What would Tyler be without roses? And what would roses be without the China rose (Rosa chinensis)?
Brought out of China in the mid-1700s, the China rose was entirely different from any rose known at that time. Its most amazing aspect was its ability to repeat bloom, not just once, but over and over again. You must realize that at the time there were no ever-blooming roses in Europe or America. It seems that China had them nearly a thousand years in advance.
In addition to its constancy of bloom, the China rose also possessed other unique characteristics, including delicate twiggy growth, pointed buds and purplish-red new growth. All were new additions to the rose world. Amazingly, the color of China rose blossoms actually grew darker with age, as opposed to fading in bright light as existing roses of the time did.
Details are sketchy, but the wild China rose (Rosa chinensis spontanea) apparently was not familiar to Western horticulturists until 1885. This was a vigorous, climbing, single-flowered red rose, which, interestingly, was only a once-bloomer. Either through sporting or hybridization through the ages, it yielded dwarf ever-blooming shrubs.
It now is assumed that the original “stud” China roses, which were brought out of China, actually were hybrids between the China rose (R. chinensis) and the tea rose (R. odorata). The two “original” China roses in Europe were Slater’s Crimson China, the first true red rose, and Parsons Pink China, also known as Old Blush because of its darkening petal color as it aged.
It’s astounding to think of the impact that these two roses have had on horticulture. Slater’s Crimson China is the original parent of all modern red roses while Old Blush is apparently the parent of the Portland class, the Bourbon class, the Noisette class and possibly others. The China rose is also the direct parent of tea roses, polyantha roses and miniature roses.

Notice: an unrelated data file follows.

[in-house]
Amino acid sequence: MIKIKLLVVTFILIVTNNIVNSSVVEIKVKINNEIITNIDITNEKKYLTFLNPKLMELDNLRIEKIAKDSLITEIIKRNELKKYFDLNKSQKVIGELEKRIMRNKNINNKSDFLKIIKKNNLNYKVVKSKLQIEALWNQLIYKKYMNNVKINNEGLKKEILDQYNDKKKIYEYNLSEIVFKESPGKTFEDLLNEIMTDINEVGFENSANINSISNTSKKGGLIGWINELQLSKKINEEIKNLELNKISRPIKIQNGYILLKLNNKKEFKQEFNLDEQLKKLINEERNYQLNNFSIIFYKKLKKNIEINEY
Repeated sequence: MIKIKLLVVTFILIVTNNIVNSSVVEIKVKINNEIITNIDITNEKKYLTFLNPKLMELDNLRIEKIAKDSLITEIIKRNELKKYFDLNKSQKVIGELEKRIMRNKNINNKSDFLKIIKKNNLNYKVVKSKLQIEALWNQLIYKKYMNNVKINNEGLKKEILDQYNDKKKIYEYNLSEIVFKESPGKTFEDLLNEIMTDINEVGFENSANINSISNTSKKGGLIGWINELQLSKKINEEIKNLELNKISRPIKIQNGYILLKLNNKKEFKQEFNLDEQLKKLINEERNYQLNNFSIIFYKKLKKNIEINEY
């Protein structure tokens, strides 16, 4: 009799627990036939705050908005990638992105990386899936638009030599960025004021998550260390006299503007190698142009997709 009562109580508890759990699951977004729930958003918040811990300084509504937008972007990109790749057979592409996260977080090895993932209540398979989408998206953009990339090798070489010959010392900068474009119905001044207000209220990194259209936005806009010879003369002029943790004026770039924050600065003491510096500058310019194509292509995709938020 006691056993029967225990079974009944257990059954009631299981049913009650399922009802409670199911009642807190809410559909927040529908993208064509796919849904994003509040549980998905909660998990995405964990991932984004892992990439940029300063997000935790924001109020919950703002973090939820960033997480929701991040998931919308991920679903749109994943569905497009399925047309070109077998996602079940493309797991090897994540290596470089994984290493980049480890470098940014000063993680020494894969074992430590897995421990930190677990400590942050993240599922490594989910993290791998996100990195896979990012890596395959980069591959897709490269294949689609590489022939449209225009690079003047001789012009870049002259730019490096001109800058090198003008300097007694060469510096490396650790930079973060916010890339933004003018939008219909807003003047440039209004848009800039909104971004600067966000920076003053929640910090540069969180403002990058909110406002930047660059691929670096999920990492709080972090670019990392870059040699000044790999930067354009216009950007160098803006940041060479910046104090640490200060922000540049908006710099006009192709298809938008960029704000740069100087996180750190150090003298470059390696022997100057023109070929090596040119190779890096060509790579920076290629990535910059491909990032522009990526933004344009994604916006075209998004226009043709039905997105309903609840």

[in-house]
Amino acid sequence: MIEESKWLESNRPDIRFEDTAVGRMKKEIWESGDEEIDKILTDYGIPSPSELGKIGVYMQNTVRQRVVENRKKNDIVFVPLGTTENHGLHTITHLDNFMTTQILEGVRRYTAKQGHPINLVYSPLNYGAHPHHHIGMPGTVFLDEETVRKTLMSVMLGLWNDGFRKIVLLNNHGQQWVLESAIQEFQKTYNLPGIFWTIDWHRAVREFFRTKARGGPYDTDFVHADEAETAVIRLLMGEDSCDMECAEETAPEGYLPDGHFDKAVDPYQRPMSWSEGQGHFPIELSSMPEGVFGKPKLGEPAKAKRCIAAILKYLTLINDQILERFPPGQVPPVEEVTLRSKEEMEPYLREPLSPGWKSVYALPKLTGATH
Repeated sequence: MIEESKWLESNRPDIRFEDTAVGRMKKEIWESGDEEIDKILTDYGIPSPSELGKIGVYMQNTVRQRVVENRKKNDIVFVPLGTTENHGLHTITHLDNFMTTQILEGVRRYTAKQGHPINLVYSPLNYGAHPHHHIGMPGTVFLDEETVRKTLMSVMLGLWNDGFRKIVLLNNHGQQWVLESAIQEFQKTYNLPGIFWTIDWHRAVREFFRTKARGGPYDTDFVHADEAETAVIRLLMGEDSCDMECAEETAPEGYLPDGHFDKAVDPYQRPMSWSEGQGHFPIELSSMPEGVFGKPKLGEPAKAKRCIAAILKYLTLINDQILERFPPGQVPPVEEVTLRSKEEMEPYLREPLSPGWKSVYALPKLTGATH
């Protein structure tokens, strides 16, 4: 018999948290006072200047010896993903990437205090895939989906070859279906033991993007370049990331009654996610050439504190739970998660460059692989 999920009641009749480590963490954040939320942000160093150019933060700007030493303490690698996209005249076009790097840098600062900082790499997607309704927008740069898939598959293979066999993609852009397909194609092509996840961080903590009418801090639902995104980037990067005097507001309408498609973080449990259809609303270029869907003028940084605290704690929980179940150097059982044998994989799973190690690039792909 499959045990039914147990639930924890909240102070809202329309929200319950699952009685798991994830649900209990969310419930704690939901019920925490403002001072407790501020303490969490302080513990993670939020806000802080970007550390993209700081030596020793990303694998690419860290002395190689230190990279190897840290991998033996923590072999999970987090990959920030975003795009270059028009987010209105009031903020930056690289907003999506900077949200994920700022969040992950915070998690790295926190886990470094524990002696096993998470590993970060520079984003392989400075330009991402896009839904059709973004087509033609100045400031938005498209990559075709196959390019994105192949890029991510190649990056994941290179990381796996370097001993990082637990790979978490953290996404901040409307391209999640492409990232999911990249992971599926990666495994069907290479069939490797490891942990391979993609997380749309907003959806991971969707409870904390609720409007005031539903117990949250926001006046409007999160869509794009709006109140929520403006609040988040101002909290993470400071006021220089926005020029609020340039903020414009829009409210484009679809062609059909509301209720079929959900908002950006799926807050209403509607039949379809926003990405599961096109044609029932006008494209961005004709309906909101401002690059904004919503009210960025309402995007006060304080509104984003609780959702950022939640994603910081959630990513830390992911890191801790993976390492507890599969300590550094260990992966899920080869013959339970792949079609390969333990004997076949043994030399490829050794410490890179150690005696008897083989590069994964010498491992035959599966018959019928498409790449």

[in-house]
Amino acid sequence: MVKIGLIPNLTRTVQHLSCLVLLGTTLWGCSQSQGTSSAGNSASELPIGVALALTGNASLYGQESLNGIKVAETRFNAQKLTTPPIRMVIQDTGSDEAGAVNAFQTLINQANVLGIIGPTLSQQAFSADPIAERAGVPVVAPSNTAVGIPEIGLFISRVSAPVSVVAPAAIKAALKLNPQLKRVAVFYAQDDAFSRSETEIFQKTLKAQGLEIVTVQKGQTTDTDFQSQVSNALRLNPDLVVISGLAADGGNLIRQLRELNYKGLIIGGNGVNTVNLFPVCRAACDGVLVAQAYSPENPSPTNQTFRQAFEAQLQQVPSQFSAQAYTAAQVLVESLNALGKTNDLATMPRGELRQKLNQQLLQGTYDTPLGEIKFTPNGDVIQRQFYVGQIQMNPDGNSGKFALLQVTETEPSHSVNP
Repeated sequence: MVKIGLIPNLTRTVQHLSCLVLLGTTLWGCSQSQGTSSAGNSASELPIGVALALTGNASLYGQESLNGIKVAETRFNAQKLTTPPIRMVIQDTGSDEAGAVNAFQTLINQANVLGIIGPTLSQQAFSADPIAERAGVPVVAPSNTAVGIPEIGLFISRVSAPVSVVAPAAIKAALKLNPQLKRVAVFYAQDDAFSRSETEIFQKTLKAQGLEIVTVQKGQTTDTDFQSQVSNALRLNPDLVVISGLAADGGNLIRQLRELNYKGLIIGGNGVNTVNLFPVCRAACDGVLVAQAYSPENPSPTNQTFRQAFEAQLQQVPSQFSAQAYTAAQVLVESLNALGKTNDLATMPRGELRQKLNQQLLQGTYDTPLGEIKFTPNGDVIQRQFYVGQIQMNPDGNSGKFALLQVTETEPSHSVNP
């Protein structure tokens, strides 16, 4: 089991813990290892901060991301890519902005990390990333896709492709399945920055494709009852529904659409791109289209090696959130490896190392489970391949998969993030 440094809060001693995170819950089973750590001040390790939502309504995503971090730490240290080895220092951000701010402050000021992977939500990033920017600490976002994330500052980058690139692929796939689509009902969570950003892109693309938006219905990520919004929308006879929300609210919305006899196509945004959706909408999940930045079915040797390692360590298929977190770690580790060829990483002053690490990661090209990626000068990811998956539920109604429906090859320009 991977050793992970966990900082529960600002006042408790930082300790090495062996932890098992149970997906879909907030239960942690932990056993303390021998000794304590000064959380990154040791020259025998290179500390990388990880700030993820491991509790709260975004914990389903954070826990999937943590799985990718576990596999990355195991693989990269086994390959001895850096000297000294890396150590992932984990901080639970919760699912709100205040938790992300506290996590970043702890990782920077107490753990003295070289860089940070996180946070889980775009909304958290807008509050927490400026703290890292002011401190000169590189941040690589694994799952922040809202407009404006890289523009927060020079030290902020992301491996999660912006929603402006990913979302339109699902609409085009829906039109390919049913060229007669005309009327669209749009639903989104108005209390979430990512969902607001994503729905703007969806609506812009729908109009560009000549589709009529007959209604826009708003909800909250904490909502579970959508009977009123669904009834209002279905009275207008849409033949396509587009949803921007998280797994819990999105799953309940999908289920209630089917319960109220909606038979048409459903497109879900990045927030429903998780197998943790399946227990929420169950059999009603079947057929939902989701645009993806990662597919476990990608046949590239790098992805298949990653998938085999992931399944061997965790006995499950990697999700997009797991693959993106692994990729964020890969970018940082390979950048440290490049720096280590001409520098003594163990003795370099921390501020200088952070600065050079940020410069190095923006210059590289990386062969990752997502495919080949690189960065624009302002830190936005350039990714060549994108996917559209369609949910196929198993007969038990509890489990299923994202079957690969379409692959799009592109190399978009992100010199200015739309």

In quite a testimony to their survivability and duration, Old Blush and other China roses are among the most common vernacular garden roses found throughout the South. That’s simply amazing for roses depicted in Chinese silk screen paintings 1,000 years ago.
It’s a shame to think of all that the China rose has contributed to our modern roses (miniatures, polyanthas, floribundas, grandifloras, hybrid teas and Knock Outs), then to realize that now they are largely forgotten and neglected by the modern rose world as a useless relic of rose history.
Some of the China roses that perform well in the South include Ducher, Old Blush, Cramoisi Superieur, Louis Phillipe (the Creole Rose), Viridiflora (the Green Rose), Martha Gonzales, Archduke Charles and Mutabilis (the Butterfly Rose). In all honesty, I haven’t seen a true China rose, named or otherwise, that hasn’t performed well in the South.
Greg Grant is the Smith County Horticulturist for the Texas A&M AgriLife Extension Service. You can follow him on Facebook at “Greg Grant Gardens,” read his “Greg’s Ramblings” blog at arborgate.com, or read his “In Greg’s Garden” in each issue of Texas Gardener magazine (texasgardener.com). For more information on local educational programming, go to smith.agrilife.org.